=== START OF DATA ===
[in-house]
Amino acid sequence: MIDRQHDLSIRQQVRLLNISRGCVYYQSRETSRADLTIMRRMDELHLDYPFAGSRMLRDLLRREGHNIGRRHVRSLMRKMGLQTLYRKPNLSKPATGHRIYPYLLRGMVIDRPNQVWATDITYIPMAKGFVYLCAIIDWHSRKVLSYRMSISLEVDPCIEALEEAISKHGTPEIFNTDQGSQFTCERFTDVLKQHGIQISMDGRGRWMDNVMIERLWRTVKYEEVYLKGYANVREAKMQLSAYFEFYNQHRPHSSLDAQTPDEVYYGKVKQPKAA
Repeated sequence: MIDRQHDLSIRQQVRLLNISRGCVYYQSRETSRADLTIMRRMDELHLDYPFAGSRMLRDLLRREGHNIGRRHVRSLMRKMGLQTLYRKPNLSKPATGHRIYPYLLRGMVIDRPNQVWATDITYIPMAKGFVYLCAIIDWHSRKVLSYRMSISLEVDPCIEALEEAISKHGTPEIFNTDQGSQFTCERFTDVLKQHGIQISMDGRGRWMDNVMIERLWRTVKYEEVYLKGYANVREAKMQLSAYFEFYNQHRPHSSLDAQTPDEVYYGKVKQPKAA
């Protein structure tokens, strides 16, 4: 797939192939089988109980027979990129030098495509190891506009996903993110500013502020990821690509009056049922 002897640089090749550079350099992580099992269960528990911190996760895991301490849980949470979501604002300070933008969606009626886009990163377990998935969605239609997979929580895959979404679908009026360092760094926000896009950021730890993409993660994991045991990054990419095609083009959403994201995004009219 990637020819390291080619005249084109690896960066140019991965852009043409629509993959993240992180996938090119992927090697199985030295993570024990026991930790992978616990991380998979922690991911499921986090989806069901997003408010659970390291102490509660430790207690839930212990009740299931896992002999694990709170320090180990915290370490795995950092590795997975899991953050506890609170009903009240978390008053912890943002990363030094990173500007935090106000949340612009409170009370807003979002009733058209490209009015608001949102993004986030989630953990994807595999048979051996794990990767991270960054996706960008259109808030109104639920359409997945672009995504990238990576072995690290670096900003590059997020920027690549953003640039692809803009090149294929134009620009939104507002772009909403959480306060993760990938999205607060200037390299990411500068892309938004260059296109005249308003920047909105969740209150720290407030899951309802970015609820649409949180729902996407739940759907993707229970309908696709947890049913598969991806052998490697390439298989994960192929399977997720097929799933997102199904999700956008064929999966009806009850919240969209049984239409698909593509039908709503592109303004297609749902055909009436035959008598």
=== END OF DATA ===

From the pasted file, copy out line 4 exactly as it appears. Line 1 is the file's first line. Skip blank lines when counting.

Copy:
């Protein structure tokens, strides 16, 4: 797939192939089988109980027979990129030098495509190891506009996903993110500013502020990821690509009056049922 002897640089090749550079350099992580099992269960528990911190996760895991301490849980949470979501604002300070933008969606009626886009990163377990998935969605239609997979929580895959979404679908009026360092760094926000896009950021730890993409993660994991045991990054990419095609083009959403994201995004009219 990637020819390291080619005249084109690896960066140019991965852009043409629509993959993240992180996938090119992927090697199985030295993570024990026991930790992978616990991380998979922690991911499921986090989806069901997003408010659970390291102490509660430790207690839930212990009740299931896992002999694990709170320090180990915290370490795995950092590795997975899991953050506890609170009903009240978390008053912890943002990363030094990173500007935090106000949340612009409170009370807003979002009733058209490209009015608001949102993004986030989630953990994807595999048979051996794990990767991270960054996706960008259109808030109104639920359409997945672009995504990238990576072995690290670096900003590059997020920027690549953003640039692809803009090149294929134009620009939104507002772009909403959480306060993760990938999205607060200037390299990411500068892309938004260059296109005249308003920047909105969740209150720290407030899951309802970015609820649409949180729902996407739940759907993707229970309908696709947890049913598969991806052998490697390439298989994960192929399977997720097929799933997102199904999700956008064929999966009806009850919240969209049984239409698909593509039908709503592109303004297609749902055909009436035959008598």